- The Washington Times - Thursday, July 12, 2012

The emergence of fact-checkers is one of the major stories of the 2012 presidential campaign, with the self-appointed arbiters of truth inserting themselves into all of the thorniest issues.

The Web-based, news-affiliated sites have clearly had an impact. Both President Obama and his likely GOP opponent, Mitt Romney, and their campaigns regularly cite the most prominent arbiters in their ads and on the stump, and reporters turn to the fact-checkers for the final word when the two campaigns are sparring.

Along the way, the three major fact-check organizations have both thrilled and ticked off the presidential campaigns, both of which have shown that they are not above working the referees for more favorable rulings.

“I think the difference is the campaigns feel more compelled to provide documentary backup,” said Glenn Kessler, The Washington Post’s fact-checker, whose experience with fact-checking dates as far back as the 1992 presidential campaign when he was with Newsday. “They’re also more aggressive about defending what they say. And occasionally I will see candidates respond to things that we write. I will see Mitt Romney adjust his talking points to be more truthful. And President Obama, as well.”

While the field has expanded to more newspapers and websites in recent years, three fact-checkers have emerged as the most authoritative - Mr. Kessler, PolitiFact.com and FactCheck.org.

Mr. Kessler awards “Pinocchios” - the more the truth is stretched, the more Pinocchios given. PolitiFact.com, a Pulitzer Prize-winning project of the Tampa Bay Times, has something it calls the “truth-o-meter,” which runs from “True” to “Pants on Fire.” The third group, FactCheck.org, is run by the Annenberg Public Policy Center and issues its rulings in scholarly language.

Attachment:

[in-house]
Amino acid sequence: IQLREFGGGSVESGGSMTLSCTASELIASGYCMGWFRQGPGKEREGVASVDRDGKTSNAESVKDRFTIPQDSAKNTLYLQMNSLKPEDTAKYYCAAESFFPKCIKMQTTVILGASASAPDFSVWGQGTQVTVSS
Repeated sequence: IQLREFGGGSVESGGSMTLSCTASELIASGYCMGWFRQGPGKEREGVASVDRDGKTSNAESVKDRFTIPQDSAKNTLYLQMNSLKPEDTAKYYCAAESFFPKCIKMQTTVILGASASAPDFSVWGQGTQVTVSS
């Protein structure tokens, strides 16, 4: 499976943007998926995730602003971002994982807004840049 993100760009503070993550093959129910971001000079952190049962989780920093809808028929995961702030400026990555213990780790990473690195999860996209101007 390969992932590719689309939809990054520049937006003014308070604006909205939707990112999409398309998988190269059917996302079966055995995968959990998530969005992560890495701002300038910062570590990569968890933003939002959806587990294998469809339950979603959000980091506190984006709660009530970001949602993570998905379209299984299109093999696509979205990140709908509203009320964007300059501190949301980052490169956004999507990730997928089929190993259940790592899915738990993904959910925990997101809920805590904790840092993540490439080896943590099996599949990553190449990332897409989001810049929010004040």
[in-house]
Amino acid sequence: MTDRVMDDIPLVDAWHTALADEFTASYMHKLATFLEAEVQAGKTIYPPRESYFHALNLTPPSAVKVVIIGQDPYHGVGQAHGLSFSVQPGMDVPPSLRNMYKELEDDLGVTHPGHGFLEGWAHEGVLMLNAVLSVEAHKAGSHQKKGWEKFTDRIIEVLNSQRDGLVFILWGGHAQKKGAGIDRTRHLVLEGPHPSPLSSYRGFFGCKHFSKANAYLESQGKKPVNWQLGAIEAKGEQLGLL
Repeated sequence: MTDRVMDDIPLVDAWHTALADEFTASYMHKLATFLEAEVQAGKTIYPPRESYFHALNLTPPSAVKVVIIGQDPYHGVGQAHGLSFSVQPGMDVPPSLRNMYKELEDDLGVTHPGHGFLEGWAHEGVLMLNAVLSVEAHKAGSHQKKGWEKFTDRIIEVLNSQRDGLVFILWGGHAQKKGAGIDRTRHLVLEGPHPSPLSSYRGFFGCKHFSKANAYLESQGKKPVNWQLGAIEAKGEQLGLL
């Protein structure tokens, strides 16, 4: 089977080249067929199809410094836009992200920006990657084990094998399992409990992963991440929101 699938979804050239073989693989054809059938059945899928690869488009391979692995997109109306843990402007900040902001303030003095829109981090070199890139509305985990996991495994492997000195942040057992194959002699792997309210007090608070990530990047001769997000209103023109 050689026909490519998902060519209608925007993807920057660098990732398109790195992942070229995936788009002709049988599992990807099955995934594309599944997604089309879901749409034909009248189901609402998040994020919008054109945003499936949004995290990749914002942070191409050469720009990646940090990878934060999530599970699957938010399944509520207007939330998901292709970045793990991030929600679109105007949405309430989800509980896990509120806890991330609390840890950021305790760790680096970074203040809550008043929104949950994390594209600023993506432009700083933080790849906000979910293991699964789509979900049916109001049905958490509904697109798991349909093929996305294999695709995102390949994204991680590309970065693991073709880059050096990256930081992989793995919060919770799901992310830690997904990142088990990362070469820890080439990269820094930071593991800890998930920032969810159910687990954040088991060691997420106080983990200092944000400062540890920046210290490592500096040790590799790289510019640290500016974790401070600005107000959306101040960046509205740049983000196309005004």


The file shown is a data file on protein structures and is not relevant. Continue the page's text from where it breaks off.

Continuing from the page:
This week, Mr. Kessler and the others have been in the spotlight as the two presidential candidates spar over Mr. Romney’s business record. The Obama campaign claims Mr. Romney was in charge of Bain Capital when the firm was involved with companies that reportedly outsourced jobs overseas. The Romney campaign says he had left Bain by then, and points to the fact-checkers for backup.

“We found no evidence to support the claim that Romney - while he was still running Bain Capital - shipped American jobs overseas,” said FactCheck.org.

Likewise, the Democratic National Committee sent out an email blast this week that simply reprinted a piece from Mr. Kessler, where he awarded Republican claims about Mr. Obama’s stimulus package creating jobs overseas three Pinocchios, out of a maximum of four.

But the would-be umpires also are taking fire.

The Obama campaign recently fired off a six-page letter to FactCheck.org protesting its ruling that Bain Capital did not ship jobs overseas while Mr. Romney was at the helm.

The controversies have extended to the state level, where PolitiFact has essentially franchised itself by partnering with local newspapers to check state and local politicians’ claims.

That has drawn the ire of the Republican Party of Virginia, which this week issued an 86-page report criticizing PolitiFact Virginia, associated with the Richmond Times-Dispatch, for allegedly targeting more Republicans and giving more critical ratings to GOP officials and groups than to Democrats.

“It’s unfortunate that we had to go this route,” said Dave Rexrode, executive director of the RPV. “We would have hoped that we would have come to an understanding where our elected officials and candidates could have a fair shake with PolitiFact, but that just could not be done.”